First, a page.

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Dallas Cowboys coach Wade Phillips, left, sits by

Dallas Cowboys coach Wade Phillips, left, sits by team owner Jerry Jones as Jones announces that Phillips had been given a two year contract during a press conference at the teams training facility. (January 21, 2010) Credit: AP

Just how secure is Wade Phillips?

Dallas Cowboys owner Jerry Jones acted swiftly to remove speculation that head coach Wade Phillips would lose his job in the wake of a blowout loss to the Minnesota Vikings in the NFC divisional playoffs. Jones this week not only exercised the option for 2010 on Phillips' contract, but he added another year to the deal.

If you ask me, that isn't a ringing endorsement of Phillips, and doesn't reflect Jones' long-term commitment to the coach. It's essentially a one-year extension that merely eliminates - at least for now - the distraction of Phillips coming into the 2010 season as a lame-duck coach.

Had Jones truly been committed to Phillips long term, he'd have added at least another year to the deal. But under these terms, Phillips would very well see his run in Dallas end after next season unless the Cowboys get to at least the NFC Championship Game. Or perhaps even the Super Bowl.

A punter with plenty of heart

When Jets punter Steve Weatherford experienced a rapid heartbeat and discomfort in his chest a few minutes before the team's wild-card game in Cincinnati, he knew exactly what was happening.

But for the first time since a surgical procedure seven years earlier to address the problem, he couldn't get his heartbeat to slow down and wasn't allowed to play by the Jets' medical staff.

"Believe me, you've got to chop my leg off to keep me out of the game," Weatherford said. "I even jerked out my IV, took the electrode patches off my chest and said to the doctor, 'You don't understand. I've got to play.' "

Kicker Jay Feely wound up doing a commendable job as the team's emergency punter in the Jets' 24-14 win. And Weatherford returned for last week's win over San Diego.

Could it happen again? Not likely.

Weatherford will need an additional surgical procedure in the offseason to address an overactive synapse in his heart, but he is now on medication to prevent another episode.

Are self-absorbed receivers passe?

With diva receivers Terrell Owens, Randy Moss and Chad Ochocinco all in their 30s and on the back end of their careers, it's possible we are seeing an end - at least for now - to the era of me-first wideouts. That would be just fine for at least one receiver who preferred a more tempered approach.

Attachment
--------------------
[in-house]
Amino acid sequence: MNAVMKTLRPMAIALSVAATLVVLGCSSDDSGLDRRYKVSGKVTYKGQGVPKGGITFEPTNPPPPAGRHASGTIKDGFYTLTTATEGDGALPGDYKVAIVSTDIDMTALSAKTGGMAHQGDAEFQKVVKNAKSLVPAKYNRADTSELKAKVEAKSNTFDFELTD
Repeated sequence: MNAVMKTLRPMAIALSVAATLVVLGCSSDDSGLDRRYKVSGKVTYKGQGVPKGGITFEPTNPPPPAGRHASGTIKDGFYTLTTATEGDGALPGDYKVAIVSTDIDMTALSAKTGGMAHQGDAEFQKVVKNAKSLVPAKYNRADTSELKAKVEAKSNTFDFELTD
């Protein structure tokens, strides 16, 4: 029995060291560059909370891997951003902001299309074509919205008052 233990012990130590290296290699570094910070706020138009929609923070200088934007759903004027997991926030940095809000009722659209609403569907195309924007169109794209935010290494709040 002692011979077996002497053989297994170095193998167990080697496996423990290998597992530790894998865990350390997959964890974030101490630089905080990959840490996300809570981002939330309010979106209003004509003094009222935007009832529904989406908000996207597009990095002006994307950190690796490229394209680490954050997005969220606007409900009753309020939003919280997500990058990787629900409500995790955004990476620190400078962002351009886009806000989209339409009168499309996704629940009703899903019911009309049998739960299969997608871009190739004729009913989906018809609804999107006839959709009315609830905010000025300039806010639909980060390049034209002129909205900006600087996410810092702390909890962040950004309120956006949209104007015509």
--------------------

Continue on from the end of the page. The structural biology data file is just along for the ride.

"That's good to see," former 49ers and Raiders receiver Jerry Rice said. "We have gotten this title that we're divas, and I don't like that title. With Steve Smith [of the Giants], Larry Fitzgerald, even Reggie Wayne. You look at him, he's just one of those quiet guys who goes about his business and makes plays. They act like they have been there before. It's good to see some of that old-school [attitude], the receivers that come in that really respect the game and are not out there just for publicity, are not so flamboyant and all over the place."

No argument there.

Is Chan Gailey the answer?

The Bills aimed high in their head-coaching search, going after former Super Bowl winners Jon Gruden, Mike Shanahan and Bill Cowher. But after all three politely declined, the Bills settled for former Cowboys head coach Chan Gailey.


Is that really the kind of move that will energize a franchise that has been down on its luck since the Jim Kelly years? Not quite. In fact, Gailey is about as unimaginative a hire as we could imagine. As one NFL source who is familiar with the inner workings of the coaching business put it: "You could interview Chan Gailey at a McDonald's in the middle of Buffalo, and no one would know who he is."

Not that Gailey hasn't had his moments. He was a solid offensive coordinator with the Steelers and got the Cowboys to the playoffs twice before getting the boot from Jerry Jones after just two seasons. He was 18-14 in those two years, losing in the first round each time.

The Bills were locked into getting a coach with offensive expertise, and Gailey fit the criteria. The better choice? Vikings defensive coordinator Leslie Frazier, who has built an impeccable resume as an assistant and will soon become a head coach. Too bad it wasn't in Buffalo.

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